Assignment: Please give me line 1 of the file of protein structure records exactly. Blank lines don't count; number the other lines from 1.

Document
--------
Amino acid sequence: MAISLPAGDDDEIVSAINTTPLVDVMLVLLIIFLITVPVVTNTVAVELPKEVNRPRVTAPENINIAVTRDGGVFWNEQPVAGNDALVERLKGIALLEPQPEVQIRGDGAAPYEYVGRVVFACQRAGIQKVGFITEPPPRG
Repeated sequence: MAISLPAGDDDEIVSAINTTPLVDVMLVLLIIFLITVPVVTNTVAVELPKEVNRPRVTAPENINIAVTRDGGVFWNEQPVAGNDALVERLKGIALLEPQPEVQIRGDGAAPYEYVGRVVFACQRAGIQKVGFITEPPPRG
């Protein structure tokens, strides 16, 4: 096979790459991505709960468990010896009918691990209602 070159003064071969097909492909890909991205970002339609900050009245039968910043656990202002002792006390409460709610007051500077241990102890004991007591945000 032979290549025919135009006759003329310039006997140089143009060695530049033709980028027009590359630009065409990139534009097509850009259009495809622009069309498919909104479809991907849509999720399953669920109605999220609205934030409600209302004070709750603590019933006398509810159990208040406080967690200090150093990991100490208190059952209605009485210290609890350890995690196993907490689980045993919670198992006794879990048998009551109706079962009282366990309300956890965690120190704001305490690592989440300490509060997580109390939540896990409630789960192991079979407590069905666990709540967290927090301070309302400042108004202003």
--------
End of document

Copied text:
Amino acid sequence: MAISLPAGDDDEIVSAINTTPLVDVMLVLLIIFLITVPVVTNTVAVELPKEVNRPRVTAPENINIAVTRDGGVFWNEQPVAGNDALVERLKGIALLEPQPEVQIRGDGAAPYEYVGRVVFACQRAGIQKVGFITEPPPRG